Wednesday, May 2, 2007

Do software commodities exist?

The word “commoditization” often comes up in reference to software [one example], especially open source software. The standard notion is that a particular class of software becomes commoditized when there are a number of equally good substitutes. If the software is offered free of charge, then cost strategies based purely on that software itself are not tenable. We tend to think about commoditization as a one way, final process: once a specific type of software is commoditized, it remains so. And, for obvious reasons, those who commoditized the software and those who built on it are happy to sustain this permanent state.

Yet the word “commodization” obscures important perspectives. For example, at EclipseCon 2007, Brent Williams argued that the software market is not a commodity market. His presentation is excellent reading for this and the other points it makes, and has been widely noticed in the Eclipse community. How can we account for the widespread notion of software commoditization in light of Brent’s argument? In my opinion, there are two things going on here. First, the software market as a whole does not behave like a commodity market (as Brent says), but there are specific types of software that do, for certain classes of consumers/users. Simply put, there are certain software components that I would never be able to justify to management building another version of, simply because the existing (often open source) alternatives are good enough for our needs and we do not seek to differentiate based on that particular type of functionality. Secondly, I think the word “commodity” (and its variants) is used in at least two different ways: the technical, investment world usage that Brent cites, and the more broad sense of good enough, undifferentiated functionality. Maybe the second usage would be better phrased as something like “soft-commodity,” but it far too pervasive to change.

Another aspect of commodization is the perceived permanence. In their book, The Innovator’s Solution, Christensen and Raynor argue that commodization is a cyclic process, one which includes de-commodization.* De-commoditization: the word is uncommon and probably strange to most of us. But their model is detailed, backed by thorough research, and very important for the software industry to understand. The key claim is that commodization is accompanied by de-commodization at some location in the Value Chain. Thus, it is vital to predict where de-commodization will occur and to prepare for it, which allows reaping profits from the new opportunity.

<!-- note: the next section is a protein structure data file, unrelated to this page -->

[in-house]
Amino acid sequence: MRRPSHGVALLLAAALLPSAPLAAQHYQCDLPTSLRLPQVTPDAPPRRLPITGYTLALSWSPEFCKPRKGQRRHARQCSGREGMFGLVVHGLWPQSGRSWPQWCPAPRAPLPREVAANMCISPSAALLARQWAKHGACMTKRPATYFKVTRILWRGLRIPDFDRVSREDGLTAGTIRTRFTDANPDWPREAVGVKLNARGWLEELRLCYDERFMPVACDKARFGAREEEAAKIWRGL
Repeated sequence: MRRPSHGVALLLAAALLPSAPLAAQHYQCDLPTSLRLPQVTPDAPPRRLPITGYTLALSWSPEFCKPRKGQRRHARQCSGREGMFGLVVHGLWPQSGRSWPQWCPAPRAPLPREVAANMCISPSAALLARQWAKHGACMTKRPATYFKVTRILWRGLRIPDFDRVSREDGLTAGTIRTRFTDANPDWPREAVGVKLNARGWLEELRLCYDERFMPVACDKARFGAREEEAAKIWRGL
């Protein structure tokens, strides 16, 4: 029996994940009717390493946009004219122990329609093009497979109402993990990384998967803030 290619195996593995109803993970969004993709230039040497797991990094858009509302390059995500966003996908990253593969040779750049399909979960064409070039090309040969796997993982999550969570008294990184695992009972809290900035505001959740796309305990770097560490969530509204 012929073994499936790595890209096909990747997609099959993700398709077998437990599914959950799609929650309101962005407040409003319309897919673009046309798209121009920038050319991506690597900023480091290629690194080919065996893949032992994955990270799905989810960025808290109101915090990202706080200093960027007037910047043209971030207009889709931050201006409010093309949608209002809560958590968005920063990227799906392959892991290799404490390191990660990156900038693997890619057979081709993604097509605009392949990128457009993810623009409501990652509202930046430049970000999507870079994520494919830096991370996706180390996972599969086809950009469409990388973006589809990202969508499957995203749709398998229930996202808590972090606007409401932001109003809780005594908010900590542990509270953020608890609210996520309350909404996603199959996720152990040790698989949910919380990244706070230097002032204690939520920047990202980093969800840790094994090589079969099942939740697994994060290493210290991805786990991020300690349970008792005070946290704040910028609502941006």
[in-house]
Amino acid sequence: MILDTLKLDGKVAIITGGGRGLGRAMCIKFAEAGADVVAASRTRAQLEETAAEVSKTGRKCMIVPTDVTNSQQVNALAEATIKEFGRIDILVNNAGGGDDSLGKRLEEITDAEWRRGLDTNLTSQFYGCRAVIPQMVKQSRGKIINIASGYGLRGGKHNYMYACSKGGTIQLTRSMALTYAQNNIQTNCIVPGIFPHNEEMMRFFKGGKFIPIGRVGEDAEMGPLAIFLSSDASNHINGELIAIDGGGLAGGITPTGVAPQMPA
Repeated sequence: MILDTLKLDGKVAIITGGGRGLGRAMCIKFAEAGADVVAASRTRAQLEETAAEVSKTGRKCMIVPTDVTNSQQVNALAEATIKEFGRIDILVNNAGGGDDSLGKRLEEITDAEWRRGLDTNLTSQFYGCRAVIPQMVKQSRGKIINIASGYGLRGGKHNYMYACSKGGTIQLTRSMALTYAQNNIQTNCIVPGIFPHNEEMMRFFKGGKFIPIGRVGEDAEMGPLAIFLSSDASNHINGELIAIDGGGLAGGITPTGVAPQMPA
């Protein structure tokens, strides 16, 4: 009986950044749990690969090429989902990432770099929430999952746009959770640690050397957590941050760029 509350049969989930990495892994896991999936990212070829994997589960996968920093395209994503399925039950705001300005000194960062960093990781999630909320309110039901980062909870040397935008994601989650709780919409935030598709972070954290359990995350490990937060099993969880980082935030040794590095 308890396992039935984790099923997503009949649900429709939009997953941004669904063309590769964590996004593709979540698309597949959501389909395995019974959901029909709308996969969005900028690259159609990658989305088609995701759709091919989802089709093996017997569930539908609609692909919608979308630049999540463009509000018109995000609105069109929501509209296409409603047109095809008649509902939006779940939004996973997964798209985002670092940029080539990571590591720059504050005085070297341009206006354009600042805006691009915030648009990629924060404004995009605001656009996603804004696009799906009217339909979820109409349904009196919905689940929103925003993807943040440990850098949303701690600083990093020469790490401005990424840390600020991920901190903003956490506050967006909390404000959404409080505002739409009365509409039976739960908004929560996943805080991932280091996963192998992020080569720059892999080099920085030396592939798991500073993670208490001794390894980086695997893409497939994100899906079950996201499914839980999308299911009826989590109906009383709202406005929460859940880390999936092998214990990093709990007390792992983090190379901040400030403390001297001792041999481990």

The notion of de-commoditization might be unfamiliar, but it has appeared before in a number of cases. An early analysis using this term is found here, which (interestingly) is discussing the suggestion of a de-commodization tactic in the famous Halloween Memo. Unlike the specific lock-in protection tactic mentioned there, however, Christensen and Raynor’s model is much deeper and has many more implication for how we think about open source, especially business models/strategies associated with open source software.

* The relevant chapter is also available as a HBS Press Chapter (#1542BC)

Tuesday, March 13, 2007

Purpose of this blog

This blog is a spin-off from my previous one concentrating on the Eclipse Data Tools Platform (DTP) project. In that blog I've mixed in discussion of open source in general with DTP posts. Based on my recent presentation at EclipseCon 2007 (The Garden & the Market), I feel it is time to separate these discussions, and hence this new blog.

So, what sorts of things will we discuss here? As an initial estimate, here's some links to posts on the Data Platform blog covering the intended topic areas:

Adminstrative Notes

The postings on this site do not represent positions, strategies, opinions, etc. of Sybase, Inc., the Eclipse Foundation, or the Eclipse Data Tools Platform (DTP) project.